Academic journal article European Journal of Psychotraumatology

Does Posttraumatic Stress Predict Frequency of General Practitioner Visits in Parents of Terrorism Survivors? A Longitudinal Study

Academic journal article European Journal of Psychotraumatology

Does Posttraumatic Stress Predict Frequency of General Practitioner Visits in Parents of Terrorism Survivors? A Longitudinal Study

Article excerpt

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1. Background

Life threat to offspring may deeply affect their parents. Uncertainty of whether one's child will live or die, the sense of powerlessness to protect a loved one and the fear of what comes next may leave harsh, lasting impressions in mothers and fathers of children of all ages, including parents of teens and young adults. The relief of reunion following a traumatic event may be accompanied by a second wave of emotional turmoil in parents: the shock of reconnecting with an injured, distressed and poorly-functioning child. Numerous challenges lie ahead for the traumatized family. Great responsibilities fall on the shoulders of parents. First, parents need to learn how to cope with their own stress reactions. Second, parents need to learn how to support their child under difficult circumstances. Third, practical challenges may arise as family members resume their daily lives, return to school, work and social arenas (Røkholt, Schultz, & Langballe, 2016). Adequate healthcare services may be critical in this demanding situation.

Parent traumatization through life threat to their child has mainly been studied in contexts of child's chronic or acute illness (Cabizuca, Marques-Portella, Mendlowicz, Coutinho, & Figueira, 2009; Nelson & Gold, 2012) and sexual abuse (Dyb, Holen, Steinberg, Rodriguez, & Pynoos, 2003). High levels of parent posttraumatic stress reactions (PTSR) have consistently been reported. Few studies have addressed posttraumatic health in parents who learn that their offspring have been affected by disasters or terrorist attacks. One small study addressing 20 mothers of schoolchildren who survived the 2004 terrorist attack in Beslan reported high levels of PTSR, comparable to levels observed among the survivors themselves (Scrimin et al., 2006). A registry-based study of the aftermath of a pub fire in Holland in 2001 reported that mental and cardiovascular health problems, as recorded by the primary healthcare provider, were significantly more prevalent in parents of survivors with burns than in unaffected community controls (Dorn, Yzermans, Spreeuwenberg, & Van Der Zee, 2007). Thus, although limited, current evidence suggests that post-disaster ill-health in parents of disaster survivors may include both mental and somatic health problems that in turn may call for both mental and somatic post-disaster healthcare responses.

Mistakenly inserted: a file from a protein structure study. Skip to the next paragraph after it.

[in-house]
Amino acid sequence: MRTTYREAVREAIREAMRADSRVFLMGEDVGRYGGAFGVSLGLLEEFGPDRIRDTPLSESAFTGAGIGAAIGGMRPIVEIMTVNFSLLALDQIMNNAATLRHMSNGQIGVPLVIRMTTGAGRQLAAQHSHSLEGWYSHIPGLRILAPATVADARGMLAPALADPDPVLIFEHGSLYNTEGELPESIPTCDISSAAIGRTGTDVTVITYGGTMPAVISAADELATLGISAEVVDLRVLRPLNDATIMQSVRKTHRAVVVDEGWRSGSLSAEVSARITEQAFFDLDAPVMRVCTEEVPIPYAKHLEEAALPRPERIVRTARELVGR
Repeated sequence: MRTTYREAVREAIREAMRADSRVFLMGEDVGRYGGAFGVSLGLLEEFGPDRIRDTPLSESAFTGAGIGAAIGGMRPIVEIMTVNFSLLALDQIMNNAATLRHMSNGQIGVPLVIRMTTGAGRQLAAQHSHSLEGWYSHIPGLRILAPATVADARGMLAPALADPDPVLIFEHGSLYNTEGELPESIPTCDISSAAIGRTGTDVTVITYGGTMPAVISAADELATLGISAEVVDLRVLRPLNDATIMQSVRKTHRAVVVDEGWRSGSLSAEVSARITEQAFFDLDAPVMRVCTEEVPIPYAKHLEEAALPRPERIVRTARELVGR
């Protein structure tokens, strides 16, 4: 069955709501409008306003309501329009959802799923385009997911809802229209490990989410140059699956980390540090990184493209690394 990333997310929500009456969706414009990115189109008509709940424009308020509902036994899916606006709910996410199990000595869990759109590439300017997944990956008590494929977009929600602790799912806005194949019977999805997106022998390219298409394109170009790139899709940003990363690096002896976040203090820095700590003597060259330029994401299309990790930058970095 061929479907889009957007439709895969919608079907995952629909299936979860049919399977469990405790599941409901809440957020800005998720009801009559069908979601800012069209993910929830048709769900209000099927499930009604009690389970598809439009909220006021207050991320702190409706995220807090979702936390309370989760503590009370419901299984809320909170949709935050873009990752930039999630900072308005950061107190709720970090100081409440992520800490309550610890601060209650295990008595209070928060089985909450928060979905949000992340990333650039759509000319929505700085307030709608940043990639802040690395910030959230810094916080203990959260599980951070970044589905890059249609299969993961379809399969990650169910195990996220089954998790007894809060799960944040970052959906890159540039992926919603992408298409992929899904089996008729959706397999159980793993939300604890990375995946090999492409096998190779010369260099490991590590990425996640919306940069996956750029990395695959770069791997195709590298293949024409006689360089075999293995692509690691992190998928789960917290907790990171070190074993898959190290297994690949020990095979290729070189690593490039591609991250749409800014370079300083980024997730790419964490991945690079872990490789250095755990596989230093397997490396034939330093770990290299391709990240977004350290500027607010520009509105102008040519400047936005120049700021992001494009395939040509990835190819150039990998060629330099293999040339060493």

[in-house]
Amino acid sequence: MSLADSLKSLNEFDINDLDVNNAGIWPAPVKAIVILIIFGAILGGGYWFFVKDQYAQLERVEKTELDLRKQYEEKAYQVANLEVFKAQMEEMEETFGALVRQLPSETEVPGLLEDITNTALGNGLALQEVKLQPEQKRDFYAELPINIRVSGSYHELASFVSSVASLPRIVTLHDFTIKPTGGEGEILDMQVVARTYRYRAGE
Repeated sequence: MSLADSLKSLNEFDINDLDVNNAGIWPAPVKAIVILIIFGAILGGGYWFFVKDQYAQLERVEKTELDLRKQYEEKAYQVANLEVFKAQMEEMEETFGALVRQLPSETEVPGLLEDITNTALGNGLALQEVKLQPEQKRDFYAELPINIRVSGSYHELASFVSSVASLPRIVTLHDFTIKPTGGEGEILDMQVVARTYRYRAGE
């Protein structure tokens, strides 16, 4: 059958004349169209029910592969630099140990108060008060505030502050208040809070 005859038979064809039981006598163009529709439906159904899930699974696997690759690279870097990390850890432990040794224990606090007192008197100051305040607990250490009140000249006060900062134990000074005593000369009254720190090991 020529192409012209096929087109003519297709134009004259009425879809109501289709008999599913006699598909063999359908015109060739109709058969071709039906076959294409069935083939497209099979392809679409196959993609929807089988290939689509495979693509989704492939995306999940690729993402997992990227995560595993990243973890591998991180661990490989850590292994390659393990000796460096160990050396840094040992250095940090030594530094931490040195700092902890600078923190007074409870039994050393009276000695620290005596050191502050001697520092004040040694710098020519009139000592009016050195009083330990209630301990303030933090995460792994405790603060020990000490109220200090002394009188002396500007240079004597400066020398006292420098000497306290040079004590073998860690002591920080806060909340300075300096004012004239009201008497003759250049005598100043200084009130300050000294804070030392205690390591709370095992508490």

Our previous studies of the mothers and fathers of the 2011 Utøya terrorist attack survivors have demonstrated significantly elevated levels of early and lasting PTSR and depression/anxiety symptoms (Haga, Stene, Wentzel-Larsen, Thoresen, & Dyb, 2015; Thoresen, Jensen, Wentzel-Larsen, & Dyb, 2016). General practitioners (GPs) may play a key role in post-disaster management of parent mental and somatic healthcare needs, as a high number of individuals affected by a disaster may turn to their GP for help. Regardless of whether visits to the GP are related to the disaster or not, they allow GPs the opportunity to efficiently evaluate post-disaster healthcare needs.

Unmet healthcare needs are repeatedly reported following disasters (Brewin et al., 2010). A number of factors have been identified as barriers to postdisaster access to healthcare, including factors within the individuals in need (internal factors), as well as characteristics of the healthcare services or the community at large (external factors) (Kantor, Knefel, & Lueger-Schuster, 2016). Andersen's behavioural model of healthcare service utilization (Andersen, 1995) has shaped much of current thinking on access to healthcare. The model divides predictors of healthcare consumption into three groups: (1) predisposing factors, including sociodemographic characteristics of the individual; (2) illness-related needs factors, including symptom severity and perceived needs; and (3) enabling factors, including availability of services, patient attitude towards health seeking and financial resources. …

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